Writing The Declaration of Independence – Episode 17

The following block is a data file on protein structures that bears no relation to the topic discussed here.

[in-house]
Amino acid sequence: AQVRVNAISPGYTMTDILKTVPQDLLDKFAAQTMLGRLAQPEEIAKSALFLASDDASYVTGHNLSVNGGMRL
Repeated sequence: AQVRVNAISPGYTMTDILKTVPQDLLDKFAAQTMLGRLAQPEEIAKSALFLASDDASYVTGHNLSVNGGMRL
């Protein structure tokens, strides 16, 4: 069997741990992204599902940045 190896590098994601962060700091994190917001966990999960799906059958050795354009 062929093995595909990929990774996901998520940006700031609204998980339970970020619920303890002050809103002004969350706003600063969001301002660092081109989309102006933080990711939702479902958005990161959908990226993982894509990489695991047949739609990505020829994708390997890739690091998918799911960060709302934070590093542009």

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Historian Liz Covart joins Tim to discuss the events and circumstances that led to the American Revolutionary War, and the stories behind the actual drafting of the most revolutionary document ever written, The Declaration of Independence. Liz, who is also the host of the popular Ben Franklin's World podcast, talks about the Declaration of Independence as a living, breathing document that is as relevant today as ever. http://traffic.libsyn.com/shapingopinion/Writing_The_Declaration_of_Independence_-_Episode_17.mp3 Declaration adopted by Continental Congress July 4, 1776, but work started on it early June of that year. Many may think the declaration preceded the fighting of the Revolutionary War, but the fighting actually had already begun in Massachusetts (April 1775 with local militia skirmishes with the British army in Lexington and Concord over rights as British subjects.) October 1775, King George II became very outspoken against the rebellious colonies and ordered expansion of the royal army and navy. The colonies got word of this and it only caused colonies to lose hope for reconciliation. Late 1775, Benjamin Franklin communicated with the French that the colonies were leaning towards independence and could use some help. France wouldn't provide any support unless the colonies made it official. Continental Congress met that winter and realized reconciliation with Britain was unlikely. It looked to them like independence was their only option. December 22, 1775, British Parliament banned trade with the colonies. Tried to crush the resistance. Continental Congress deliberated and planned. June 7, 1776, Richard Henry Lee made a motion for Independence. The group could not get full consensus at that time. The colonies were not ready, but they did form a Committee of Five to draft the Declaration, which Thomas Jefferson (Virginia) Virginia to chair. Benjamin Franklin (Pennsylvania), John Adams (Massachusetts.), Roger Sherman (Connecticut), and Robert Livingston (New York). They needed a southern colony representative, particularly a Virginian. The drafting of the Declaration took roughly three weeks. Thomas Jefferson wrote it with input from John Adams and the others. We talk about resources that may have served as source material, along with David McCullough's description of Thomas Jefferson's approach to the writing of the Declaration. John Dunlap, official printer, worked through the night to set the Declaration in type and print roughly 200 copies. These were known as the Dunlap Broadsides sent to committees, assemblies, commanders in the Continental Army. One copy made it to King George II months later. The introduction said independence was necessary for the colonies, the body listed grievances with the British crown, the preamble includes the most famous passage: "In Congress, July 4, 1776. The unanimous Declaration of the thirteen united States of America, When in the Course of human events, it becomes necessary for one people to dissolve the political bands which have connected them with another, and to assume among the powers of the earth, the separate and equal station to which the Laws of Nature and of Nature's God entitle them, a decent respect to the opinions of mankind requires that they should declare the causes which impel them to the separation. We hold these truths to be self-evident, that all men are created equal, that they are endowed by their Creator with certain unalienable Rights, that among these are Life, Liberty and the pursuit of Happiness.--That to secure these rights, Governments are instituted among Men, deriving their just powers from the consent of the governed, --That whenever any Form of Government becomes destructive of these ends, it is the Right of the People to alter or to abolish it, and to institute new Government, laying its foundation on such principles and organizing its powers in such form,

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